verb (used with object), fac·et·ed, fac·et·ing or (especially British) fac·et·ted, fac·et·ting.
Origin of facet
Examples from the Web for facets
The religion shaped all facets of life: art, medicine, literature, and even dynastic politics.The Buddhist Business of Poaching Animals for Good Karma|Brendon Hong|December 28, 2014|DAILY BEAST
Luqman explained that they represented the sun shining down on Earth, facets mimicking rays of light.Fighting Back With Faith: Inside the Yezidis’ Iraqi Temple|Michael Luongo|August 21, 2014|DAILY BEAST
This warped ideology, Bayor argues, trickled down into all facets of American immigration policy.
The memoir will highlight all facets of Westwood's career, and will include commentary by family and friends.Isabel Marant Lands at H&M; Burberry Breaks $1 Billion|The Fashion Beast Team|November 14, 2013|DAILY BEAST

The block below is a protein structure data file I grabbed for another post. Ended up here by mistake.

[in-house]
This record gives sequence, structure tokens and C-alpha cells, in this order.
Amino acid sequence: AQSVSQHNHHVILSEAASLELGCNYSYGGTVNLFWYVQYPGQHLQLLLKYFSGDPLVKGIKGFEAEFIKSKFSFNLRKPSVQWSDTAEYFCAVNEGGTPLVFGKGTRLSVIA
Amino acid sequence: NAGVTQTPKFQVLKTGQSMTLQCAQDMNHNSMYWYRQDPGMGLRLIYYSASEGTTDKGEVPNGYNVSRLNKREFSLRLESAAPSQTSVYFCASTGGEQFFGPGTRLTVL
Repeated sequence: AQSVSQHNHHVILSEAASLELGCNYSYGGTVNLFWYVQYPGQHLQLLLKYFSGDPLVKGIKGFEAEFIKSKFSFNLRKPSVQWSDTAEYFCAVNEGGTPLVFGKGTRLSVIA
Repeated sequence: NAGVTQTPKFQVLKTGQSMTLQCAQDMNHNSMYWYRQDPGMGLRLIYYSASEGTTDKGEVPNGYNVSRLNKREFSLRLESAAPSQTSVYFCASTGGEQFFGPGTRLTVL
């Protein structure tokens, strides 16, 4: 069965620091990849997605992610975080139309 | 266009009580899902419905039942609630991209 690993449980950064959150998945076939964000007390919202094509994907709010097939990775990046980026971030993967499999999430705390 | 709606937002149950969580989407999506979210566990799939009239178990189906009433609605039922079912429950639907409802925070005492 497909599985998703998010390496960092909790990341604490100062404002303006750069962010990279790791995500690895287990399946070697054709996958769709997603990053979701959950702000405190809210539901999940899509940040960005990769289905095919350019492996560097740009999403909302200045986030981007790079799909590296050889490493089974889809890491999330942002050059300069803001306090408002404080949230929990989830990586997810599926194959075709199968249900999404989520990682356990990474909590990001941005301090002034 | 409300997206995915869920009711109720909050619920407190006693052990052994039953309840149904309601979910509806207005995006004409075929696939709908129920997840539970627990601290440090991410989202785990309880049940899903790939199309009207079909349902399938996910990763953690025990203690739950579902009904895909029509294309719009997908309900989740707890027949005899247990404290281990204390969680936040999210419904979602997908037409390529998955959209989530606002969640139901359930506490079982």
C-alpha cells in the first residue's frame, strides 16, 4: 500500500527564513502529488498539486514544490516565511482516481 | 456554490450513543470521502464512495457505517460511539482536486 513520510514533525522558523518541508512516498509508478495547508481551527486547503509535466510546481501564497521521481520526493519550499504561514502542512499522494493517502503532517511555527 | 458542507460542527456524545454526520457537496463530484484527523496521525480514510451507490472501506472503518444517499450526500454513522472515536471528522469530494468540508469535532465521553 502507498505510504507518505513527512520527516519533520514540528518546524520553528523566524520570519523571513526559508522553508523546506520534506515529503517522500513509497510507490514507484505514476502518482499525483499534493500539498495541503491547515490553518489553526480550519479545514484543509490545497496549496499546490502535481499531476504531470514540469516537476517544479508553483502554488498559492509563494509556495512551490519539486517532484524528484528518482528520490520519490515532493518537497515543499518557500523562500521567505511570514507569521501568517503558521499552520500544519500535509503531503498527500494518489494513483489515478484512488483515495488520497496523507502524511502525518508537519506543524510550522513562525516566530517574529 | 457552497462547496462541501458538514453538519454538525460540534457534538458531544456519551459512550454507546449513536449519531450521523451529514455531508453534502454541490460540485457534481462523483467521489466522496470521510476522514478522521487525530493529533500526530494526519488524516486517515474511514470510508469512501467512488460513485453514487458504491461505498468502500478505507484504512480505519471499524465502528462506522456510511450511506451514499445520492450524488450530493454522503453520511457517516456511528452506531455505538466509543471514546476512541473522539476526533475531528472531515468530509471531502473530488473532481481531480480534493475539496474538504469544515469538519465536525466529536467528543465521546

As a kid he was bullied “every day, in all forms and facets.”
It bears on its posterior surface a pair of facets with which the pelvic fins articulate.The Vertebrate Skeleton|Sidney H. Reynolds
Crystalline it was; the shadows crystalline, too, rigid—like the facets of great crystals.The Metal Monster|A. Merritt
It is engraved en creux upon two facets with the scene of the Annunciation.The Arts and Crafts of Older Spain, Volume I (of 3)|Leonard Williams
This portion is called the "girdle," and it is on these "girdle" facets that the scratches are generally made.
All nature appeared a beautiful stone with a thousand facets, on which was engraven the mysterious name.Child of a Century, Complete|Alfred de Musset
British Dictionary definitions for facets
verb -ets, -eting, -eted, -ets, -etting or -etted
Word Origin for facet
Word Origin and History for facets
1620s, from French facette (12c., Old French facete), diminutive of face (see face (n.)). The diamond-cutting sense is the original one. Related: Faceted; facets.